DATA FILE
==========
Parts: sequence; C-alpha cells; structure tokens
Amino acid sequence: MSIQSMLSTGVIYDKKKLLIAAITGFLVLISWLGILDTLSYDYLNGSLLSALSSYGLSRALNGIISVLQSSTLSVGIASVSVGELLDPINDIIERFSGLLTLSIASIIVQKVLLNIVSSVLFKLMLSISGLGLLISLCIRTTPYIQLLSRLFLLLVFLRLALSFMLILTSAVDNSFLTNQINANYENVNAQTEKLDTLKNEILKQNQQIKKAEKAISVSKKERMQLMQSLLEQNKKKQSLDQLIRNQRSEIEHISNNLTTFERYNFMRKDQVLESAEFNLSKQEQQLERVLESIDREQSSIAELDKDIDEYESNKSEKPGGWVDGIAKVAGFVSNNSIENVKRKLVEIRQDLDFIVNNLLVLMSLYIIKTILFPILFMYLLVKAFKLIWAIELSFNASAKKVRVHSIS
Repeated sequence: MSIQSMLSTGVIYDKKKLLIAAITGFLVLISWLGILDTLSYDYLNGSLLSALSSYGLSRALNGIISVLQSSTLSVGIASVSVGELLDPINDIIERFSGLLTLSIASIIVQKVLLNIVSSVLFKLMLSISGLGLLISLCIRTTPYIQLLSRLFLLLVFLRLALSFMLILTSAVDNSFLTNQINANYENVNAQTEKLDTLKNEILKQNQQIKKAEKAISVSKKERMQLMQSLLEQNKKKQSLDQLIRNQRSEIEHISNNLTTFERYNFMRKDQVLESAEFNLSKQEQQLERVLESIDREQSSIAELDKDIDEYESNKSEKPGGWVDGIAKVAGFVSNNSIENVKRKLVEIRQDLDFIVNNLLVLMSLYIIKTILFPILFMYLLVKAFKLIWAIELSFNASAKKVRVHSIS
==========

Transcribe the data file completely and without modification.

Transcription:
Parts: sequence; C-alpha cells; structure tokens
Amino acid sequence: MSIQSMLSTGVIYDKKKLLIAAITGFLVLISWLGILDTLSYDYLNGSLLSALSSYGLSRALNGIISVLQSSTLSVGIASVSVGELLDPINDIIERFSGLLTLSIASIIVQKVLLNIVSSVLFKLMLSISGLGLLISLCIRTTPYIQLLSRLFLLLVFLRLALSFMLILTSAVDNSFLTNQINANYENVNAQTEKLDTLKNEILKQNQQIKKAEKAISVSKKERMQLMQSLLEQNKKKQSLDQLIRNQRSEIEHISNNLTTFERYNFMRKDQVLESAEFNLSKQEQQLERVLESIDREQSSIAELDKDIDEYESNKSEKPGGWVDGIAKVAGFVSNNSIENVKRKLVEIRQDLDFIVNNLLVLMSLYIIKTILFPILFMYLLVKAFKLIWAIELSFNASAKKVRVHSIS
Repeated sequence: MSIQSMLSTGVIYDKKKLLIAAITGFLVLISWLGILDTLSYDYLNGSLLSALSSYGLSRALNGIISVLQSSTLSVGIASVSVGELLDPINDIIERFSGLLTLSIASIIVQKVLLNIVSSVLFKLMLSISGLGLLISLCIRTTPYIQLLSRLFLLLVFLRLALSFMLILTSAVDNSFLTNQINANYENVNAQTEKLDTLKNEILKQNQQIKKAEKAISVSKKERMQLMQSLLEQNKKKQSLDQLIRNQRSEIEHISNNLTTFERYNFMRKDQVLESAEFNLSKQEQQLERVLESIDREQSSIAELDKDIDEYESNKSEKPGGWVDGIAKVAGFVSNNSIENVKRKLVEIRQDLDFIVNNLLVLMSLYIIKTILFPILFMYLLVKAFKLIWAIELSFNASAKKVRVHSIS